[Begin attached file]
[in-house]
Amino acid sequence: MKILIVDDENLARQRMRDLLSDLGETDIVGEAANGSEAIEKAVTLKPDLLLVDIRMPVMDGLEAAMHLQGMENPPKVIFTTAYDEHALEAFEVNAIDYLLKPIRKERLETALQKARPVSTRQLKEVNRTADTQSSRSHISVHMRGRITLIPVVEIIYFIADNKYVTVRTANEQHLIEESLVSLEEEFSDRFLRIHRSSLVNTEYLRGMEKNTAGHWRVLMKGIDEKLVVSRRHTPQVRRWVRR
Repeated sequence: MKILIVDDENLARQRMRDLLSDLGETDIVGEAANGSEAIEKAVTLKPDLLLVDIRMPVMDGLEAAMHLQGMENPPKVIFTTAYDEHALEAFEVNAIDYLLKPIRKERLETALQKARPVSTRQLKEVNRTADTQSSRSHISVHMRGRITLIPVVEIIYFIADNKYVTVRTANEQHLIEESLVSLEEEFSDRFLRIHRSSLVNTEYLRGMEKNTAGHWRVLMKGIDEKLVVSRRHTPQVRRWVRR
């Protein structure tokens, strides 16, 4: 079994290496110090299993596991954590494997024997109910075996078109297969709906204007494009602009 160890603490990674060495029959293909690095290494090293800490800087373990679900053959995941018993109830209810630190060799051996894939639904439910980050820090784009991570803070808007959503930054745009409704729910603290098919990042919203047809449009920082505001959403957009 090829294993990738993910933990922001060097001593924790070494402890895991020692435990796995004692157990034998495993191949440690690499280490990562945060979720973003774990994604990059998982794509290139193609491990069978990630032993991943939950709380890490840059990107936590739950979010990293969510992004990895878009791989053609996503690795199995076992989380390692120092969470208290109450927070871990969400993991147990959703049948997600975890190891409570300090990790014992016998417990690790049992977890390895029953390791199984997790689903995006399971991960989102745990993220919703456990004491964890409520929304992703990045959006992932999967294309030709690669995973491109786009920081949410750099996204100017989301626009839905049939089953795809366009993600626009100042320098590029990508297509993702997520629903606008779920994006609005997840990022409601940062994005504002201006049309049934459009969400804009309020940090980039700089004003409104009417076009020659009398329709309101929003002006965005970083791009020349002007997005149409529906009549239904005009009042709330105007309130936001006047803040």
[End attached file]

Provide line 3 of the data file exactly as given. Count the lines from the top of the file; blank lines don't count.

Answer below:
Repeated sequence: MKILIVDDENLARQRMRDLLSDLGETDIVGEAANGSEAIEKAVTLKPDLLLVDIRMPVMDGLEAAMHLQGMENPPKVIFTTAYDEHALEAFEVNAIDYLLKPIRKERLETALQKARPVSTRQLKEVNRTADTQSSRSHISVHMRGRITLIPVVEIIYFIADNKYVTVRTANEQHLIEESLVSLEEEFSDRFLRIHRSSLVNTEYLRGMEKNTAGHWRVLMKGIDEKLVVSRRHTPQVRRWVRR